• In most trading systems, the indicators look back over a considerable time block.  For example, an indicator may be the market trend over the prior 50 days, or a measure of volatility over the prior 100 days. As a result, indicators change very slowly over time. The values of indicators for a particular day are almost identical to the values in nearby days, before and after.

These facts have several important implications. Because indicators change only slowly, the model’s predictions also change slowly. Hence market positions change slowly; if a prediction is above a threshold, it will tend to remain above the threshold for multiple bars. Conversely, if a prediction is below a threshold, it will tend to remain below that threshold for some time. If the target is looking ahead more than one bar, which results in serial correlation as discussed above, then the result of serial correlation in both positions and targets is serial correlation in returns for the trading system. This immediately invalidates most common statistical significance tests such as the t-test, ordinary bootstrap, and Monte-Carlo permutation test. TSSB does include several statistical significance tests that can lessen the impact of serial correlation. In particular, the stationary bootstrap and tapered block bootstrap will be discussed elsewhere in SSML. Unfortunately, both of these tests rely on assumptions that are often shaky. We’ll return to this issue in more detail later when statistical tests are discussed. For the moment, understand that targets that look ahead more than one bar usually preclude tests of significance or force one to rely on tests having questionable validity.

Lack of independence in indicators and targets has another implication, this one potentially more serious than just invalidating significance tests. The legitimacy of the test results themselves can be undermined by bias. Luckily, this problem is easily solved with a TSSB option called OVERLAP. Its details are discussed in SSML. For now we will simply explore the nature of the problem.

The problem occurs near the boundaries between training data and test data. The simplest situation is for walkforward testing, because there is only one (moving) boundary. Suppose the target involves market movement ten days into the future. Consider the last case in the training block. Its target involves the first ten days after the test block begins. This case, like all training set cases, plays a role in the development of the predictive model. Now consider the case that immediately follows it, the first case in the test block. As has already been noted, its indicator values will be very similar to the indicator values of the prior case. Thus, the model’s prediction will also be similar to that of the prior case. Because the target looks ahead ten days and we have moved ahead only one day, leaving a nine-day overlap, the target for this test case will be similar to the target for the prior case. But the prior case, which is practically identical to this test case, took part in the training of the model! So we have a strong prejudice for the model to do a good job of predicting this case, whose indicators and target are similar to the training case. The result is optimistic bias, the worst sort. Our test results will exceed the results that would have been obtained from an honest test.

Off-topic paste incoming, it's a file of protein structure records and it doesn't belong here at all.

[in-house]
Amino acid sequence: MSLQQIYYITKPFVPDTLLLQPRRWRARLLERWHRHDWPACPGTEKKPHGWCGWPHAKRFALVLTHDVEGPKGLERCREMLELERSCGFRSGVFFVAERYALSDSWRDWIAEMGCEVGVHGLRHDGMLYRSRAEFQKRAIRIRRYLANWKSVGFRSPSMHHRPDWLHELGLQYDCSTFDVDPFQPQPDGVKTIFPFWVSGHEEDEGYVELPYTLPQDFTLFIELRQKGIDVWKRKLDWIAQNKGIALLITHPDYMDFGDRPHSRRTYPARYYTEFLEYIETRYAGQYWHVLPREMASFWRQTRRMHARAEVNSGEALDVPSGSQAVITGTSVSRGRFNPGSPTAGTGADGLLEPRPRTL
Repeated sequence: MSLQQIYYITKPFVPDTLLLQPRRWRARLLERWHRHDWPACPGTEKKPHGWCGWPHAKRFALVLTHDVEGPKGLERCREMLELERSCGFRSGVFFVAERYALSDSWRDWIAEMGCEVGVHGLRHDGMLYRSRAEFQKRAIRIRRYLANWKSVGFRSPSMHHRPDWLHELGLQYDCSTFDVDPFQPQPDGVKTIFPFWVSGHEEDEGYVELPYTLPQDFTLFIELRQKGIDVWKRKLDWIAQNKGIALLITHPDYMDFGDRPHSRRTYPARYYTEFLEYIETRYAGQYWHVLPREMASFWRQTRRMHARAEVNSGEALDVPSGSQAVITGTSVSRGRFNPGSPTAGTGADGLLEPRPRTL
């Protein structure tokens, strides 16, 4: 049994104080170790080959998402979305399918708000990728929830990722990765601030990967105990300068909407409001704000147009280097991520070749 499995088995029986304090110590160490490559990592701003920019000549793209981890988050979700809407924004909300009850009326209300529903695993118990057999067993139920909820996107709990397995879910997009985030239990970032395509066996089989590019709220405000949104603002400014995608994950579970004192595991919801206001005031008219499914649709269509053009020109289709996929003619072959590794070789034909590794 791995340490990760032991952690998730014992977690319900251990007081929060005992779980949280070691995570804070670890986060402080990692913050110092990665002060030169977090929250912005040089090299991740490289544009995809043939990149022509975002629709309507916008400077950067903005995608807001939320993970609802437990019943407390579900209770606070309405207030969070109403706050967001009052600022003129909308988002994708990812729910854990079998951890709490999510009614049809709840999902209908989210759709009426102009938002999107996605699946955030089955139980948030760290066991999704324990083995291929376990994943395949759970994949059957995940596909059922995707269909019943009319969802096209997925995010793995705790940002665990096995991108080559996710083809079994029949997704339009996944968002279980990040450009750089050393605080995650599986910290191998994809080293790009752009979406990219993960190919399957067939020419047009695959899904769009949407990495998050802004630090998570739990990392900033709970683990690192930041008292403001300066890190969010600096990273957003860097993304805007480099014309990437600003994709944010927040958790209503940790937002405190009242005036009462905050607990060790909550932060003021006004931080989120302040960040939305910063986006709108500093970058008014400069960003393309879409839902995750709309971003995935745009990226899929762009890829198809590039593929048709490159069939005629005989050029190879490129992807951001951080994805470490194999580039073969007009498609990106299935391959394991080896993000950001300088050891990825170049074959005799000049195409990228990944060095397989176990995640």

This boundary effect manifests itself in an additional fashion in cross validation. Of course, we still have the effect just described when we are near the end of the early section of the training set and the start of the test set. This is the left edge of the red regions in Figure 2. But we also have a boundary effect when we are near the end of the test set and the start of the later part of the training set. This is the right edge of each red region. As before, cases near each other but on opposite sides of the training set / test set boundary have similar values for indicators and the target, which results in optimistic bias in the performance estimate. The bottom line is that bias due to overlap at the boundary between training data and test data is a serious problem for both cross validation and walkforward testing. Fortunately, the user can invoke the OVERLAP option to alleviate this problem.

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— By David Aronson

Part 1 of this series can be found here, Predictive-Model Based Trading Systems, Part 1.

David Aronson is a pioneer in machine learning and nonlinear trading system development and signal boosting/filtering. Aronson is Co-designer of TSSB (Trading System Synthesis and Boosting) a software platform for the automated development of statistically sound predictive model based trading systems. He has worked in this field since 1979 and has been a Chartered Market Technician certified by The Market Technicians Association since 1992. He was an adjunct professor of finance, and regularly taught to MBA and financial engineering students a graduate-level course in technical analysis, data mining and predictive analytics. His recently released book, Statistically Sound Machine Learning for Algorithmic Trading of Financial Instruments, is a in-depth look at developing predictive-model-based trading systems using TSSB.